Doctor who invented ‘Heimlich maneuver’ uses the move for the first time to save choking woman

  • The inventor of the Heimlich maneuver uses the move for the first time to save a woman
  • Dr. Henry Heimlich first created the procedure in 1974 
  • Now 96, he has given demonstrations but it was the first time he used it in an actual emergency

Dr. Henry Heimlich, the man who created the so-called “Heimlich maneuver” in order to save someone from choking, used this move for the very first time after more than 40 years since he invented it.

Heimlich, who is now 96 years old, was having a meal at the senior living community center Deupree House in Cincinnati, Ohio, when he noticed that the woman sitting next to him was starting to choke.

He then followed the procedure he set out decades earlier. First, he reached his arms around the choking woman’s body, grasped his left fist under his right hand right above the rib cage above the bellybutton, and then thrust quickly upwards.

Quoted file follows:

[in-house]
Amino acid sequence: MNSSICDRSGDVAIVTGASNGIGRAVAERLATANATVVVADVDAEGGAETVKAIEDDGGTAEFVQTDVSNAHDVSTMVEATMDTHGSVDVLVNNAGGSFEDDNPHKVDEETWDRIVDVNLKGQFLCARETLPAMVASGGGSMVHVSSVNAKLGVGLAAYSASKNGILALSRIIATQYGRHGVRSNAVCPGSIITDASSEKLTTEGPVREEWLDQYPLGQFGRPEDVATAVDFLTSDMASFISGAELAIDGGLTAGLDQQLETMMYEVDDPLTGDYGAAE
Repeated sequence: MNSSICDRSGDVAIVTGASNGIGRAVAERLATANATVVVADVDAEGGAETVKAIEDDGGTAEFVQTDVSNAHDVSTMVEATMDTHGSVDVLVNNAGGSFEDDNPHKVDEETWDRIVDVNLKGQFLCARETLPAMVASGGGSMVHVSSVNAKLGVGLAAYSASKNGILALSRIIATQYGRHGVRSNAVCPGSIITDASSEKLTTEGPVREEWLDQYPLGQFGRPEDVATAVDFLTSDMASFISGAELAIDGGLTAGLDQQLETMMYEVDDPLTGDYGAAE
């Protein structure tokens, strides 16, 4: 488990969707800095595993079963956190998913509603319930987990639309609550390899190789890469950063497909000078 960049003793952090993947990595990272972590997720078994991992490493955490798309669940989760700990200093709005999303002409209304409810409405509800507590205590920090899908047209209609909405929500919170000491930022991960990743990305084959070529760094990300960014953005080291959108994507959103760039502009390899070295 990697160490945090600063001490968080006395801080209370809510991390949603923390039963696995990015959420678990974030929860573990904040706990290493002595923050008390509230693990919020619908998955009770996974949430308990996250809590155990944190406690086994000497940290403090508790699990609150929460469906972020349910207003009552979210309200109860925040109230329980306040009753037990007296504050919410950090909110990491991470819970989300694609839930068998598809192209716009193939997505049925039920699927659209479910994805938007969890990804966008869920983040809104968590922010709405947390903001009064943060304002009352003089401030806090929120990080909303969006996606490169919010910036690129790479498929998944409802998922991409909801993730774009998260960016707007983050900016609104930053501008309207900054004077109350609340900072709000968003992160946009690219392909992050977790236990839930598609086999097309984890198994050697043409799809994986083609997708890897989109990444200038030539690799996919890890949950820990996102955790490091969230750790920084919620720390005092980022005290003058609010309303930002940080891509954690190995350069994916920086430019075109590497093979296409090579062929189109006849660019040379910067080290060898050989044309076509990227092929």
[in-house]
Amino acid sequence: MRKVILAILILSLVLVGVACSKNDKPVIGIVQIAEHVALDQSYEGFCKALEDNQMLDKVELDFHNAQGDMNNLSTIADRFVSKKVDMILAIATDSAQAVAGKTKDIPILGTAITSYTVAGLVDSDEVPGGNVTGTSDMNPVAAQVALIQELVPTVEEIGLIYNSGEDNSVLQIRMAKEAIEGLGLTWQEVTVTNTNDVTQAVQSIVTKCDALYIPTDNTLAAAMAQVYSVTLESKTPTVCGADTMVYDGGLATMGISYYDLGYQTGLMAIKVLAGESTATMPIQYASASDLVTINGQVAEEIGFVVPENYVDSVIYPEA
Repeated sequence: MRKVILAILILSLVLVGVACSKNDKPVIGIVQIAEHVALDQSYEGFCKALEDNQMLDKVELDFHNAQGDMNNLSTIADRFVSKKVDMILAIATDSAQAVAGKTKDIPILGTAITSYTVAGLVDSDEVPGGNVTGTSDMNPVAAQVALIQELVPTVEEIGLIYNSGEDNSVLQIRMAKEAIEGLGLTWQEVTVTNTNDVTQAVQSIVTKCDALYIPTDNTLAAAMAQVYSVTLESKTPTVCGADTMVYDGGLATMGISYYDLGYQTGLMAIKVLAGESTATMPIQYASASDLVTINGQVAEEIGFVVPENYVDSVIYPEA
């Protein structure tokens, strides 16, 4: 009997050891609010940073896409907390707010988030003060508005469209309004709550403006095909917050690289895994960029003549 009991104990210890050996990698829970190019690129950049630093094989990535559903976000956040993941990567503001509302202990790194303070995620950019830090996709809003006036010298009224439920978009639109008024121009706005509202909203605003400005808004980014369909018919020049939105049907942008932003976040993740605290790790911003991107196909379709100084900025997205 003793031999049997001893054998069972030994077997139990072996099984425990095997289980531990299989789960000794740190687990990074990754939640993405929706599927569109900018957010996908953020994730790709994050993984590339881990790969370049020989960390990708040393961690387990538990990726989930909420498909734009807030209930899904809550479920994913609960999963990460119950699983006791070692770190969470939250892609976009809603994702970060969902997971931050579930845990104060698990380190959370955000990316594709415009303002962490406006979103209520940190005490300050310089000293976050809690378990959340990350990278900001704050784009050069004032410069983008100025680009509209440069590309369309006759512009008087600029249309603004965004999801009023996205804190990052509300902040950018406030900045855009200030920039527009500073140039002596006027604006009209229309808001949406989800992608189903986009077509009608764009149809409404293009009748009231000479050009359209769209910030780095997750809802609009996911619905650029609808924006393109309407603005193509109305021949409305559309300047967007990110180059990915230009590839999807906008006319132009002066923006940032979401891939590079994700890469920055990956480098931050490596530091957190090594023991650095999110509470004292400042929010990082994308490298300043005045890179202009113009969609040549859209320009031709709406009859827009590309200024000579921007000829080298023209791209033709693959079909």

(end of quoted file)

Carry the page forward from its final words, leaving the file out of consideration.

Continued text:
It was at that moment that after first inventing the move in 1974, Dr. Henry Heimlich successfully used the Heimlich maneuver to save someone’s life. While he has demonstrated how to perform the procedure so many times, it was only the first time that he actually had to do it in an emergency situation.

“It was very gratifying. That moment was very important to me. I knew about all the lives my maneuver has saved over the years and I have demonstrated it so many times but here, for the first time, was someone sitting right next to me who was about to die,” he told the Guardian.

Meanwhile, the 87-year-old Patty Gill Ris, the woman Heimlich saved, coughed out a piece of hamburger. She says she is thankful to the doctor for literally saving her life.

“Oh gosh am I lucky that I sat there. And God put me right there at that table right next to Dr. Heimlich. Thank this wonderful man for saving my life,” Ris told CNN.

The United States National Safety Council estimates that up to 3,000 people die annually choking on their food. The maneuver is believed to have saved up to 50,000 lives since it was developed.